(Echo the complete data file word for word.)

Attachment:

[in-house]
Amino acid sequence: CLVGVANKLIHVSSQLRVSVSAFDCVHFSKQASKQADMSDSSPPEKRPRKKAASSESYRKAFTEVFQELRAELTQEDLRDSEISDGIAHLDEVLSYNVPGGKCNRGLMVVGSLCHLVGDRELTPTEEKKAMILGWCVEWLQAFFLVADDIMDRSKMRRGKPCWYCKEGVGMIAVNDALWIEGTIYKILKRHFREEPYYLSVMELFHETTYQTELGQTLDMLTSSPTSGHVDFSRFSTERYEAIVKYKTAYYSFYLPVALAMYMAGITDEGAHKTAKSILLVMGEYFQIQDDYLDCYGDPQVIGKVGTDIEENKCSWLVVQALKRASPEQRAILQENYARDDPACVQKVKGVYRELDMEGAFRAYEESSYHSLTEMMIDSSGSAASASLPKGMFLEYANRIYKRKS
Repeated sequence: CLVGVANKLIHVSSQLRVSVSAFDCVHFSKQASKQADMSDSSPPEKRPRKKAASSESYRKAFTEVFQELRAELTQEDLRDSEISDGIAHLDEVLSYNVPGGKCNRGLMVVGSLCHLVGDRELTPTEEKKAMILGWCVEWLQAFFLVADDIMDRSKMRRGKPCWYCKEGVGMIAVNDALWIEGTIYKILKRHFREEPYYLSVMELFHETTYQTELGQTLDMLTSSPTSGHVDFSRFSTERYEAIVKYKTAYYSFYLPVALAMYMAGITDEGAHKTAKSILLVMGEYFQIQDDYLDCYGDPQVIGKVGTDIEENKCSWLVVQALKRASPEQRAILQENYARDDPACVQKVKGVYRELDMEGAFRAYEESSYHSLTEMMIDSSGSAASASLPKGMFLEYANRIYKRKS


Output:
[in-house]
Amino acid sequence: CLVGVANKLIHVSSQLRVSVSAFDCVHFSKQASKQADMSDSSPPEKRPRKKAASSESYRKAFTEVFQELRAELTQEDLRDSEISDGIAHLDEVLSYNVPGGKCNRGLMVVGSLCHLVGDRELTPTEEKKAMILGWCVEWLQAFFLVADDIMDRSKMRRGKPCWYCKEGVGMIAVNDALWIEGTIYKILKRHFREEPYYLSVMELFHETTYQTELGQTLDMLTSSPTSGHVDFSRFSTERYEAIVKYKTAYYSFYLPVALAMYMAGITDEGAHKTAKSILLVMGEYFQIQDDYLDCYGDPQVIGKVGTDIEENKCSWLVVQALKRASPEQRAILQENYARDDPACVQKVKGVYRELDMEGAFRAYEESSYHSLTEMMIDSSGSAASASLPKGMFLEYANRIYKRKS
Repeated sequence: CLVGVANKLIHVSSQLRVSVSAFDCVHFSKQASKQADMSDSSPPEKRPRKKAASSESYRKAFTEVFQELRAELTQEDLRDSEISDGIAHLDEVLSYNVPGGKCNRGLMVVGSLCHLVGDRELTPTEEKKAMILGWCVEWLQAFFLVADDIMDRSKMRRGKPCWYCKEGVGMIAVNDALWIEGTIYKILKRHFREEPYYLSVMELFHETTYQTELGQTLDMLTSSPTSGHVDFSRFSTERYEAIVKYKTAYYSFYLPVALAMYMAGITDEGAHKTAKSILLVMGEYFQIQDDYLDCYGDPQVIGKVGTDIEENKCSWLVVQALKRASPEQRAILQENYARDDPACVQKVKGVYRELDMEGAFRAYEESSYHSLTEMMIDSSGSAASASLPKGMFLEYANRIYKRKS